Note that nowhere in this description of human needs do we see something like the need for Monday Night Football, or a Mercedes. We don’t find caviar in the list. Nor, importantly, do we run into iPodsTM or iPadsTM. You won’t even find the Internet or the World Wide Web in this hierarchy. In other words, we humans can actually achieve self-actualization without these things. There is no question that all of these kinds of things have made life for many more enjoyable, at times. But then, the other side of the coin is that many of those same people found themselves working harder and longer hours at less than satisfying jobs so as to be able to afford them. In the long run, probably not a great trade-off.

Thus we arrive at a basis for starting our analysis. Tribes, in prehistoric times, may have generally consisted of between 100 and 150 individuals in extended families (perhaps several somewhat related families). Later villages may have extended this number to around 300 to 400 but rarely more than that. It becomes impossible for an individual to have close personal relations (good or bad) with a large number of other individuals. It wasn’t until the advent of agriculture that we start seeing larger villages, say over 1,000 in population. So let us assume that a workable base case would be to support 500 individuals, each of whom has the opportunity to reach self-actualization for an extended period of life. Like good physicists we will ignore extraneous factors for the moment. We will hold climate reasonably constant for this analysis.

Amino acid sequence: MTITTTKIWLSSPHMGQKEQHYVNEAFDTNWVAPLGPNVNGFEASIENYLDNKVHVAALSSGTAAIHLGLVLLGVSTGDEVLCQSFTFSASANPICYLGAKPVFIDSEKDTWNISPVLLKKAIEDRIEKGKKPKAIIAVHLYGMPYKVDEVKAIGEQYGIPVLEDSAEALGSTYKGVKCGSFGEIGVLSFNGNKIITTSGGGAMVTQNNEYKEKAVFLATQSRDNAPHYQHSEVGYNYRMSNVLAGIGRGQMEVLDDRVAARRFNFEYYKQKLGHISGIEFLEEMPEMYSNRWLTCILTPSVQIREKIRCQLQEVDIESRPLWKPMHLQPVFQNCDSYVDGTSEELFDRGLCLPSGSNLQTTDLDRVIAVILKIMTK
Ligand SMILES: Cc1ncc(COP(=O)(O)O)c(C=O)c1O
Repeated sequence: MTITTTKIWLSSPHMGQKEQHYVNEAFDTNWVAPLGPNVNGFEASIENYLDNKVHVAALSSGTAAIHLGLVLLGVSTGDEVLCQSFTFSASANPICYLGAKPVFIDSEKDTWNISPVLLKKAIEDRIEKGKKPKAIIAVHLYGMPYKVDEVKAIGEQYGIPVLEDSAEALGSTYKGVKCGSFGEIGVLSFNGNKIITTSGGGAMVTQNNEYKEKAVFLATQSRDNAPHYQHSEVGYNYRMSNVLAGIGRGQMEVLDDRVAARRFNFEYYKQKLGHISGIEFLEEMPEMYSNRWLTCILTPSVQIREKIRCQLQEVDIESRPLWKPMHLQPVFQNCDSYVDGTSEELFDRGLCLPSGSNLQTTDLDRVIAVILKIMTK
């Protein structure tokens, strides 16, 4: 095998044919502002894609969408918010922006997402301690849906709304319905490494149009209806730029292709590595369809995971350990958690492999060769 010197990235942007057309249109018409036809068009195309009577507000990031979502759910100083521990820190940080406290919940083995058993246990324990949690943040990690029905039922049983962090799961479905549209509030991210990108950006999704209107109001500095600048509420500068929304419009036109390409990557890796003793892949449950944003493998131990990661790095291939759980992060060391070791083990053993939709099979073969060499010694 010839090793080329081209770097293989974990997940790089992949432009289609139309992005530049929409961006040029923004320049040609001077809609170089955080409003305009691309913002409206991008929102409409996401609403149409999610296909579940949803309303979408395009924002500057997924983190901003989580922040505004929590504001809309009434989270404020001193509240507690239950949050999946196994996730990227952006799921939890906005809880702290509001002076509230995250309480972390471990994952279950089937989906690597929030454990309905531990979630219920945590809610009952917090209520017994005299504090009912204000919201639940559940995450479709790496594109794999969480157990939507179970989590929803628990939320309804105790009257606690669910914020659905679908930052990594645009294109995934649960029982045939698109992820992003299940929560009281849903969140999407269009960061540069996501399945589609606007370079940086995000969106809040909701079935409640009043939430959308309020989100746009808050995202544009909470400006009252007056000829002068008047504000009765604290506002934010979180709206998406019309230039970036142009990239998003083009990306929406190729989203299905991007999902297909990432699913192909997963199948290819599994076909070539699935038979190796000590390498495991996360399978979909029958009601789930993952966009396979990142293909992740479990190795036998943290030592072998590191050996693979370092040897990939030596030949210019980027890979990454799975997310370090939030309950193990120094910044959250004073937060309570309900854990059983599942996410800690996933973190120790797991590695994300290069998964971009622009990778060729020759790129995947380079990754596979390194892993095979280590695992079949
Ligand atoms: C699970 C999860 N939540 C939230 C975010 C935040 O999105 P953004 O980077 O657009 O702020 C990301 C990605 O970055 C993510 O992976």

What will it take to sustain 500 individuals in a manner that will allow them to achieve self-actualization, to fulfill their basic human needs?

Territory